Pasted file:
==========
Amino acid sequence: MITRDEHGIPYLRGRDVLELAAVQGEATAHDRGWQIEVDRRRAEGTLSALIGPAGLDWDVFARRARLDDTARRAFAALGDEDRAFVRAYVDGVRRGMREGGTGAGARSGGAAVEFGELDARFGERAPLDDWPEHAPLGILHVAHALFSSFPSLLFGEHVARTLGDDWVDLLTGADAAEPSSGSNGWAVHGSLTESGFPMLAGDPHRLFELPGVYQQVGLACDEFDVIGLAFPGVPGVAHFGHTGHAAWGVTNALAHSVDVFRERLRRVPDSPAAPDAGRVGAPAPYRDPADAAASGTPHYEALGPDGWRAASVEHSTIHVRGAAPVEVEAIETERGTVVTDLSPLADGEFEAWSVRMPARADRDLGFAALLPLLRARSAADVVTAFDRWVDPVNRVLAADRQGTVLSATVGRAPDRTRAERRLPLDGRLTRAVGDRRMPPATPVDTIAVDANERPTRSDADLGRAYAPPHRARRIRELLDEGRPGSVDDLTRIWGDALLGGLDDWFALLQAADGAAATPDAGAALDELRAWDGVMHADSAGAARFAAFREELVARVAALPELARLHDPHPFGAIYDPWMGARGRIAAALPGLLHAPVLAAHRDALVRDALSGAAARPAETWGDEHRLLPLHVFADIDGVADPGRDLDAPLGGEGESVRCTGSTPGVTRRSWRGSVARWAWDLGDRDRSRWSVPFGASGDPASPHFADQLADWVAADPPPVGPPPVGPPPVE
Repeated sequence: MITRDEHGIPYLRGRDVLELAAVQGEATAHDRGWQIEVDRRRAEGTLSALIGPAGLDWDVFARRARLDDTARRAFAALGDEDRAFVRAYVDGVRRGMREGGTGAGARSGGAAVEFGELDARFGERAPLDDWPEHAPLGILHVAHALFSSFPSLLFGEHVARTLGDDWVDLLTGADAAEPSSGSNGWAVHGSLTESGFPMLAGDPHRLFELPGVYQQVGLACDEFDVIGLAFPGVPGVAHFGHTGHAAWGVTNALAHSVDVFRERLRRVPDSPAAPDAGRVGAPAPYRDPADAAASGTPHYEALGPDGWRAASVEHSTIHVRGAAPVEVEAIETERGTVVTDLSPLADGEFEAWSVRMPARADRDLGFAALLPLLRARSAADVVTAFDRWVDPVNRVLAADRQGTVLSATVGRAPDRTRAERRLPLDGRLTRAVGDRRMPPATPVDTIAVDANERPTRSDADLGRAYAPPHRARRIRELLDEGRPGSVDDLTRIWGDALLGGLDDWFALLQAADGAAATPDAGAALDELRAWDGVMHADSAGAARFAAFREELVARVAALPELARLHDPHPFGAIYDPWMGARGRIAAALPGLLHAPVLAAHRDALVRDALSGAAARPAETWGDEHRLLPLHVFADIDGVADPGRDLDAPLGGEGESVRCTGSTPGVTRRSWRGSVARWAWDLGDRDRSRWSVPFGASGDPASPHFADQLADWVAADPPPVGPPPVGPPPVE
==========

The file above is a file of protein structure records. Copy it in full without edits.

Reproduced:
Amino acid sequence: MITRDEHGIPYLRGRDVLELAAVQGEATAHDRGWQIEVDRRRAEGTLSALIGPAGLDWDVFARRARLDDTARRAFAALGDEDRAFVRAYVDGVRRGMREGGTGAGARSGGAAVEFGELDARFGERAPLDDWPEHAPLGILHVAHALFSSFPSLLFGEHVARTLGDDWVDLLTGADAAEPSSGSNGWAVHGSLTESGFPMLAGDPHRLFELPGVYQQVGLACDEFDVIGLAFPGVPGVAHFGHTGHAAWGVTNALAHSVDVFRERLRRVPDSPAAPDAGRVGAPAPYRDPADAAASGTPHYEALGPDGWRAASVEHSTIHVRGAAPVEVEAIETERGTVVTDLSPLADGEFEAWSVRMPARADRDLGFAALLPLLRARSAADVVTAFDRWVDPVNRVLAADRQGTVLSATVGRAPDRTRAERRLPLDGRLTRAVGDRRMPPATPVDTIAVDANERPTRSDADLGRAYAPPHRARRIRELLDEGRPGSVDDLTRIWGDALLGGLDDWFALLQAADGAAATPDAGAALDELRAWDGVMHADSAGAARFAAFREELVARVAALPELARLHDPHPFGAIYDPWMGARGRIAAALPGLLHAPVLAAHRDALVRDALSGAAARPAETWGDEHRLLPLHVFADIDGVADPGRDLDAPLGGEGESVRCTGSTPGVTRRSWRGSVARWAWDLGDRDRSRWSVPFGASGDPASPHFADQLADWVAADPPPVGPPPVGPPPVE
Repeated sequence: MITRDEHGIPYLRGRDVLELAAVQGEATAHDRGWQIEVDRRRAEGTLSALIGPAGLDWDVFARRARLDDTARRAFAALGDEDRAFVRAYVDGVRRGMREGGTGAGARSGGAAVEFGELDARFGERAPLDDWPEHAPLGILHVAHALFSSFPSLLFGEHVARTLGDDWVDLLTGADAAEPSSGSNGWAVHGSLTESGFPMLAGDPHRLFELPGVYQQVGLACDEFDVIGLAFPGVPGVAHFGHTGHAAWGVTNALAHSVDVFRERLRRVPDSPAAPDAGRVGAPAPYRDPADAAASGTPHYEALGPDGWRAASVEHSTIHVRGAAPVEVEAIETERGTVVTDLSPLADGEFEAWSVRMPARADRDLGFAALLPLLRARSAADVVTAFDRWVDPVNRVLAADRQGTVLSATVGRAPDRTRAERRLPLDGRLTRAVGDRRMPPATPVDTIAVDANERPTRSDADLGRAYAPPHRARRIRELLDEGRPGSVDDLTRIWGDALLGGLDDWFALLQAADGAAATPDAGAALDELRAWDGVMHADSAGAARFAAFREELVARVAALPELARLHDPHPFGAIYDPWMGARGRIAAALPGLLHAPVLAAHRDALVRDALSGAAARPAETWGDEHRLLPLHVFADIDGVADPGRDLDAPLGGEGESVRCTGSTPGVTRRSWRGSVARWAWDLGDRDRSRWSVPFGASGDPASPHFADQLADWVAADPPPVGPPPVGPPPVE